Singh S and Khan A, studied COVID-19 pattern in 250 pre-existing liver disease patients and compared with 2530 COVID-19 patients without pre-existing liver disease. They found that chances of hospitalisation and mortality were higher in pre-existing liver disease cohort as compared to other group (14). These findings support the present study as chronic liver disease was associated with higher mortality in COVID-19 patients. Du RH et al., conducted a prospective cohort study to find out predictors of mortality in COVID-19 patients. They found that pre-existing cardiovascular and cerebrovascular diseases were associated with higher mortality in COVID-19 patients (15). We also found cardiac disease and cerebrovascular diseases more in expired group but this association was not significant statistically.

Mechanism of higher mortality in pre-existing liver disease is not fully explained. Possible mechanism is that there is increased expression of ACE-2 receptors on liver cells and biliary ducts. SARS-CoV-2 virus attaches to these receptors and leads to vasoconstriction in liver micro vessels which leads to further hypoxaemic injury in pre-existing liver disease (16). Pulmonary Tuberculosis causes destruction of lung parenchyma due to several mechanism and most common mechanism is fibrosis and bronchiectasis. SARS-CoV-2 also affects lung parenchyma primarily by attaching to ACE-2 receptors. Cytokine storm further damages lung parenchyma which leads to mortality in post tuberculosis sequel (17).

Mortality in COVID-19 also depends on numbers of co-morbidities present in one individual. In this study, 43.33% patients in expired group had three or more co-morbidities while only 8.8% patients had three or more co-morbidities in survived group. Onder G et al., analysed 355 patients who expired due to COVID-19 in Italy. They found that the mean number of co-morbidities was 2.7. 25.1% had one co-morbidity, 25.6% had two co-morbidities and 48.5% patients had three or more co-morbidities (9). These findings are similar to the present study where we found that percentage of patients who expired with one, two and three co-morbidities were 20%, 23.33% and 43.33% respectively. This trend of multiple co-morbidities was significant statistically in expired group than that of survived group (p-value <0.001).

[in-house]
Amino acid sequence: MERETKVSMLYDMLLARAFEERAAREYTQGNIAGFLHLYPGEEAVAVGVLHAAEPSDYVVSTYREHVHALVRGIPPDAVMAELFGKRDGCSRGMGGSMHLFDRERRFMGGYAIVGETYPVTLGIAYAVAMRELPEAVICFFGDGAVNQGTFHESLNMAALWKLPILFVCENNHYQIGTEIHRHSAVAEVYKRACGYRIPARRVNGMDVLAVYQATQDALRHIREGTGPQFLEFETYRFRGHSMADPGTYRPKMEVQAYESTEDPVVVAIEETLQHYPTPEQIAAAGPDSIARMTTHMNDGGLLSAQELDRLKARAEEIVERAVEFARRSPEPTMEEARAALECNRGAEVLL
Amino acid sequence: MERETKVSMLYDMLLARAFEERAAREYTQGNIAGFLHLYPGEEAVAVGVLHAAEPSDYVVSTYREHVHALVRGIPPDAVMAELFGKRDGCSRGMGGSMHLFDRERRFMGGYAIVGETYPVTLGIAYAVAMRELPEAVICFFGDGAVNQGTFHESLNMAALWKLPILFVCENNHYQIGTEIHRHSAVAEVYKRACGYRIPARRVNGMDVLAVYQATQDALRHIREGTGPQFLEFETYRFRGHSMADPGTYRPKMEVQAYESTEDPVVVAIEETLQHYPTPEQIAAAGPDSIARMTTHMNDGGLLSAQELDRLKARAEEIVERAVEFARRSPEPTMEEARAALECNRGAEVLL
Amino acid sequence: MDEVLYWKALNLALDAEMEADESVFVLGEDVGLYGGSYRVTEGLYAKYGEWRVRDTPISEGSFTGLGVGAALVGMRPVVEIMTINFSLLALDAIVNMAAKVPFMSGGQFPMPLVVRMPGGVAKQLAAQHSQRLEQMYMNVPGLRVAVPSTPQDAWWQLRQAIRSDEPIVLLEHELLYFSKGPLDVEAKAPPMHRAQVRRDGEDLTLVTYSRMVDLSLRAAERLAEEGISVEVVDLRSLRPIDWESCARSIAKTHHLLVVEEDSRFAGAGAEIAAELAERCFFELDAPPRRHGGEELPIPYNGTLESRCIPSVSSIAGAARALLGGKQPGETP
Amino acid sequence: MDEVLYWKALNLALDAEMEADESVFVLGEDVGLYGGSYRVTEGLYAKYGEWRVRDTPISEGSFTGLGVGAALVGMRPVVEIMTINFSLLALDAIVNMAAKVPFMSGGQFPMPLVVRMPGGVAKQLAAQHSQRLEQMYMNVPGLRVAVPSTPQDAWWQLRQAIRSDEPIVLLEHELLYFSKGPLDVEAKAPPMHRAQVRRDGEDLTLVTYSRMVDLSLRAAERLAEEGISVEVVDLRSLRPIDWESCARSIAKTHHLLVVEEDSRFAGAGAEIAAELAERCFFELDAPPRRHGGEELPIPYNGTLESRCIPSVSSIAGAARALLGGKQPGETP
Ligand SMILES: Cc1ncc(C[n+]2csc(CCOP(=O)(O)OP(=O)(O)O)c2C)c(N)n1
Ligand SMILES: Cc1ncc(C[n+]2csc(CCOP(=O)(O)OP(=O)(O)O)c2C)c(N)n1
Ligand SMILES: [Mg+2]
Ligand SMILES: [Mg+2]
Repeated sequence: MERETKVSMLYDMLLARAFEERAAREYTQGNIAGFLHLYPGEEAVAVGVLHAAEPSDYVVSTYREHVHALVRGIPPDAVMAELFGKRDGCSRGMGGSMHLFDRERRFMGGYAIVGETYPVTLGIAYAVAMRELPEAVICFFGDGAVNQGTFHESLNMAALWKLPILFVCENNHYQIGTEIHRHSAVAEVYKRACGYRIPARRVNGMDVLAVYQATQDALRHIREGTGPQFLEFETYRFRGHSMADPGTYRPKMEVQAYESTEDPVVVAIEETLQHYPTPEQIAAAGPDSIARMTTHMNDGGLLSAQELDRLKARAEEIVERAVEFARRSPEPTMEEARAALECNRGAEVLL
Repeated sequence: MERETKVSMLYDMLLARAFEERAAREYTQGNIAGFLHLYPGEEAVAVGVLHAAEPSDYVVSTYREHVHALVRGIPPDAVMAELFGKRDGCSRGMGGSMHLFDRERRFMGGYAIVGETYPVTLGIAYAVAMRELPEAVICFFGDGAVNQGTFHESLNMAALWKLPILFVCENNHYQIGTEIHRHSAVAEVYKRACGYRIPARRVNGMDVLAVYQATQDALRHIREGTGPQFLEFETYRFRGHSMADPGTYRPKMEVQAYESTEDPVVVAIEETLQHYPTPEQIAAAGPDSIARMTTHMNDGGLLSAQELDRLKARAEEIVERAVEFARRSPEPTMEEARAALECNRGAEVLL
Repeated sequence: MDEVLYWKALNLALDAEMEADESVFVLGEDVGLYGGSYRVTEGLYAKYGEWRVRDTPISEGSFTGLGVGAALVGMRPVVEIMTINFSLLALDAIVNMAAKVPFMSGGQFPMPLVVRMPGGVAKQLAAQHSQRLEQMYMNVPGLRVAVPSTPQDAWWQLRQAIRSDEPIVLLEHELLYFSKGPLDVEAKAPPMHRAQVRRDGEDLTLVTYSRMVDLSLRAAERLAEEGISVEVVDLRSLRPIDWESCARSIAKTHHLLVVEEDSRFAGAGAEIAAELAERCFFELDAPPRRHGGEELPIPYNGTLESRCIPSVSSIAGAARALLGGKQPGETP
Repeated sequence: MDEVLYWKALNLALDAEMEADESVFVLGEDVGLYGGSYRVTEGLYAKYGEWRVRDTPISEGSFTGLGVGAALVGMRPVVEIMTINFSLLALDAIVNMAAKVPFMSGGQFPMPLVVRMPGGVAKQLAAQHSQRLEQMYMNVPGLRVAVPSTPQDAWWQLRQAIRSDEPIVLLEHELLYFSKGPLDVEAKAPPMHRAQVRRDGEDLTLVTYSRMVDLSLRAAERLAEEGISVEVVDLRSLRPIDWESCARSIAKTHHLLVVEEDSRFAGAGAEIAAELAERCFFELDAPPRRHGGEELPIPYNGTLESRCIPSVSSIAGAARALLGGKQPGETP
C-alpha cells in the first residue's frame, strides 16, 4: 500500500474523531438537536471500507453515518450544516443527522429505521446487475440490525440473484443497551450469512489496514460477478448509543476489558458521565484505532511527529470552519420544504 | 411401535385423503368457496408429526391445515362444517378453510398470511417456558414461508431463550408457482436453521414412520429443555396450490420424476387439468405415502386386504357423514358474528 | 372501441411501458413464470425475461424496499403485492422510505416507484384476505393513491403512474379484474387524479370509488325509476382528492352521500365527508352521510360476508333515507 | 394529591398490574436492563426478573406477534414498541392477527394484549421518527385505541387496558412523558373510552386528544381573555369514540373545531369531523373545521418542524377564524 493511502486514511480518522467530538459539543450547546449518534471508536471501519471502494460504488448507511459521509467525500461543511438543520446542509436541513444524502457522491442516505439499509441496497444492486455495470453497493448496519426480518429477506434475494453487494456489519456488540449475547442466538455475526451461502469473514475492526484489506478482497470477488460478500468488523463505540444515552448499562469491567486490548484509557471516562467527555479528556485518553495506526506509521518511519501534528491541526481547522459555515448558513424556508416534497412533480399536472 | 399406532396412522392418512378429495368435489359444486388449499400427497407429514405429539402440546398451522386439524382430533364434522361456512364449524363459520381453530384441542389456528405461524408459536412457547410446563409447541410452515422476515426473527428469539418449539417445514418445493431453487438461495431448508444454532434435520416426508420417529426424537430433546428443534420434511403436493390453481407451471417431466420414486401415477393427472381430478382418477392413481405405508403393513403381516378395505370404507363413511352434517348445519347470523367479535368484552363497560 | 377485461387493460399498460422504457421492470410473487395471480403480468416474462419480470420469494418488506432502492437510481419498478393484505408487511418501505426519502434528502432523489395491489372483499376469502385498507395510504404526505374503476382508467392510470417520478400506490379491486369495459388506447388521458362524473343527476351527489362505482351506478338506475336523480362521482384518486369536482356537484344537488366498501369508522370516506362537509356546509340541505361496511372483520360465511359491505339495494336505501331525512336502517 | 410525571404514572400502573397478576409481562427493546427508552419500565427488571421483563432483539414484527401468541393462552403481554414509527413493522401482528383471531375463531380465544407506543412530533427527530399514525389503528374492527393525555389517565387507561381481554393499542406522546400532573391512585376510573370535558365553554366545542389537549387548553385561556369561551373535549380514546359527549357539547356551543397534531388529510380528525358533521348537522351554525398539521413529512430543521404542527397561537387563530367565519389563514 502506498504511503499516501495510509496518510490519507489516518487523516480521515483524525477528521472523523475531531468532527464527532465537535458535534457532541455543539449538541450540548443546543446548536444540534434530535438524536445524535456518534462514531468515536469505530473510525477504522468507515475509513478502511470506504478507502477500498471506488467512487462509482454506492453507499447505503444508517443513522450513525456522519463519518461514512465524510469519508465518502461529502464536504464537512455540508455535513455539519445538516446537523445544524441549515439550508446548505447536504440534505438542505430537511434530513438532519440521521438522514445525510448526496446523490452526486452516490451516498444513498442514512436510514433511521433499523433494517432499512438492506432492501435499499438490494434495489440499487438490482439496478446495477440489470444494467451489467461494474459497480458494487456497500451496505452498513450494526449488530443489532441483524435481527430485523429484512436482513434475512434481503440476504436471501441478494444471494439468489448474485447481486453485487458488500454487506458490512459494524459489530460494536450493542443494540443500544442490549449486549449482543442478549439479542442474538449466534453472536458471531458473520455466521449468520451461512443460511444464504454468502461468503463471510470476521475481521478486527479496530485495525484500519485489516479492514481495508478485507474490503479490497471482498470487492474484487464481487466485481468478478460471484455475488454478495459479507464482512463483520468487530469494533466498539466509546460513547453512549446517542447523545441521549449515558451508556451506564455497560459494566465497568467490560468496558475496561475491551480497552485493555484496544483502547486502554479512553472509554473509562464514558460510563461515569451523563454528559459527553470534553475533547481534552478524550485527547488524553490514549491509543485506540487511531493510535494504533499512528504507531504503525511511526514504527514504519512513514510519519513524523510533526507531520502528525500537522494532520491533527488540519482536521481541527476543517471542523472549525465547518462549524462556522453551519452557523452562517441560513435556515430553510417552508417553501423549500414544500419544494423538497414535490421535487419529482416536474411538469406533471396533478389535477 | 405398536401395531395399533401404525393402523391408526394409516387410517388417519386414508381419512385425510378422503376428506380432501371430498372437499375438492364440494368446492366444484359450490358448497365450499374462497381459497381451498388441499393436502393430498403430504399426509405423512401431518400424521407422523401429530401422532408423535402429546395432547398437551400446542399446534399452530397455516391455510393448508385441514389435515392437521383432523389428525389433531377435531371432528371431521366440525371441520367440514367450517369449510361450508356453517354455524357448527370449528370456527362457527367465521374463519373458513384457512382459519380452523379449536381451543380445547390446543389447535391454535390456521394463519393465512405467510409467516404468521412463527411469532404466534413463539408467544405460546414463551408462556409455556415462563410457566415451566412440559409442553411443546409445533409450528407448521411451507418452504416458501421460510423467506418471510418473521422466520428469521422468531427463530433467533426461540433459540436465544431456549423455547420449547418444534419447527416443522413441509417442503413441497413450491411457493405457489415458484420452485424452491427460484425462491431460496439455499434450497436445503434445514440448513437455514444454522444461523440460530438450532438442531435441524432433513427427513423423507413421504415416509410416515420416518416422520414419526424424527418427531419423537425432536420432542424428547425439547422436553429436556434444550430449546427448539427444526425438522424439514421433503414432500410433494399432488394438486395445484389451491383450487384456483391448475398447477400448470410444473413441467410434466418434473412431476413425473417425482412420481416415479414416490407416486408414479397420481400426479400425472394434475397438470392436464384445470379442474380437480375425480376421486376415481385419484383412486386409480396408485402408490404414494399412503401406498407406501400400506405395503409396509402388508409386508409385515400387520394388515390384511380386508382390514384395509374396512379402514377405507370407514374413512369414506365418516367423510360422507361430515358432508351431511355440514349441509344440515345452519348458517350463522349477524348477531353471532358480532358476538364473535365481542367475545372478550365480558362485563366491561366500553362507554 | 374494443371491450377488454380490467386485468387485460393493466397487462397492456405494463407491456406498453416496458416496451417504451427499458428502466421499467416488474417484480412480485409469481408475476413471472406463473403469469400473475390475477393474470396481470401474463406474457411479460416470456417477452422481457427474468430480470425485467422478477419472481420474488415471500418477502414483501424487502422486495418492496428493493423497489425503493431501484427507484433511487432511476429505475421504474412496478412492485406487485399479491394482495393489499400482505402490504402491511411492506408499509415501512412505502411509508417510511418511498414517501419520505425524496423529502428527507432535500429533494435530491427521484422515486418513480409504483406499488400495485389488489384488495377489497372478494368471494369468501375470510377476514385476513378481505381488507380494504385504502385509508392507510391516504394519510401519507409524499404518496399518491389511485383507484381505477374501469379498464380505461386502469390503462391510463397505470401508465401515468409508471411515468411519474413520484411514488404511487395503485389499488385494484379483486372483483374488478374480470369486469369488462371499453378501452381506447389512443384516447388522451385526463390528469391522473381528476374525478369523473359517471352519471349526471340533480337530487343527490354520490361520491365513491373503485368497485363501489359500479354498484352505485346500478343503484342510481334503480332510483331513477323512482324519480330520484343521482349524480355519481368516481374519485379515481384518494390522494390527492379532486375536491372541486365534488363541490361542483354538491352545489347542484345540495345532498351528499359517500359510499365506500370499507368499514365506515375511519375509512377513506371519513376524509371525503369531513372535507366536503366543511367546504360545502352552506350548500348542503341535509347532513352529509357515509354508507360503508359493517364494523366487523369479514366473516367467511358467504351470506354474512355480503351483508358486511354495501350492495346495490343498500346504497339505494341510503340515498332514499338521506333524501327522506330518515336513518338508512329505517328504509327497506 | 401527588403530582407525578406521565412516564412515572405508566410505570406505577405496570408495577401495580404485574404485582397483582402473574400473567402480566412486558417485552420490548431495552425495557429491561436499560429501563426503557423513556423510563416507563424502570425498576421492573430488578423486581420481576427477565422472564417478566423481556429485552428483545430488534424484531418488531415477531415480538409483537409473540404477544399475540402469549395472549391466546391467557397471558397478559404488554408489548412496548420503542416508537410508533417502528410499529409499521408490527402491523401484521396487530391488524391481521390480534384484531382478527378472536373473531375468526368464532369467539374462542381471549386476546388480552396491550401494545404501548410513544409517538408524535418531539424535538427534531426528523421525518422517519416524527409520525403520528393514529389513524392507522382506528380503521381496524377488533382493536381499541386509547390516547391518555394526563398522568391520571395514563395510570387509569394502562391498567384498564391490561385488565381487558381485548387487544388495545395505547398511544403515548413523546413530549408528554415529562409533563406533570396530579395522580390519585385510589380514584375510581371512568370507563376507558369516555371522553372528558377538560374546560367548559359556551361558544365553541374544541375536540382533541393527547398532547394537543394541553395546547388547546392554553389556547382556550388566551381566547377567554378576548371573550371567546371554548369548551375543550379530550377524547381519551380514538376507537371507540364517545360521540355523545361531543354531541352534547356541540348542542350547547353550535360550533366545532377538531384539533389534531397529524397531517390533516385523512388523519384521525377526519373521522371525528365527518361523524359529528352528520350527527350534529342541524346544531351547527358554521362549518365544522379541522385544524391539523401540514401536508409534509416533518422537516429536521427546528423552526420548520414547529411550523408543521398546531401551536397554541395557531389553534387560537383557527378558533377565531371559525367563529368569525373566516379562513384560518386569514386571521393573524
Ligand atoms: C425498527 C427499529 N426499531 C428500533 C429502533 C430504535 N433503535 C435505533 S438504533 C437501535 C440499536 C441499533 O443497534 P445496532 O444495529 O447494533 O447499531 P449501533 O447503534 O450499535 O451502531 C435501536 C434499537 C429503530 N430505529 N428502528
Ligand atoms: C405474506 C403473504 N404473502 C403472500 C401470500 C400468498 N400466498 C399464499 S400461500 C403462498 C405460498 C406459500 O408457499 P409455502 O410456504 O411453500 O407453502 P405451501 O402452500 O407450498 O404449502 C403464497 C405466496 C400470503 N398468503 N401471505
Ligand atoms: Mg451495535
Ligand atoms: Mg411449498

Firstly the number of enrolled cases with different co-morbidities was small, which might impact the power and precision of the results. Secondly, sample size of the study was small. Thirdly, the duration and degree of control of co-morbidities in pre-covid state was not assessed.


Patients with multiple co-morbidities with COVID-19 require more vigilance as they have higher chance of acquiring severe infection and higher chance of mortality. Among the co-morbidities, patients with chronic liver disease and post tubercular sequel have graver prognosis. There was only 8.8% survival rate of patients with three or more co-morbidities. thus, timely diagnosis, early isolation and intensive monitoring could be critical to reduce the mortality in patints with co-morbidities. A larger sample size study with more details of co-morbidities, their duration and degree of control in pre-covid state, is recommended in future for better precision in the results.


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DOI and Others


Date of Submission: Jan 31, 2021
Date of Peer Review: Apr 20, 2021
Date of Acceptance: May 24, 2021
Date of Publishing: Jul 01, 2021

• Financial or Other Competing Interests: None
• Was Ethics Committee Approval obtained for this study? Yes
• Was informed consent obtained from the subjects involved in the study? Yes
• For any images presented appropriate consent has been obtained from the subjects. NA

• Plagiarism X-checker: Feb 02, 2021
• Manual Googling: May 19, 2021
• iThenticate Software: Jun 19, 2021 (10%)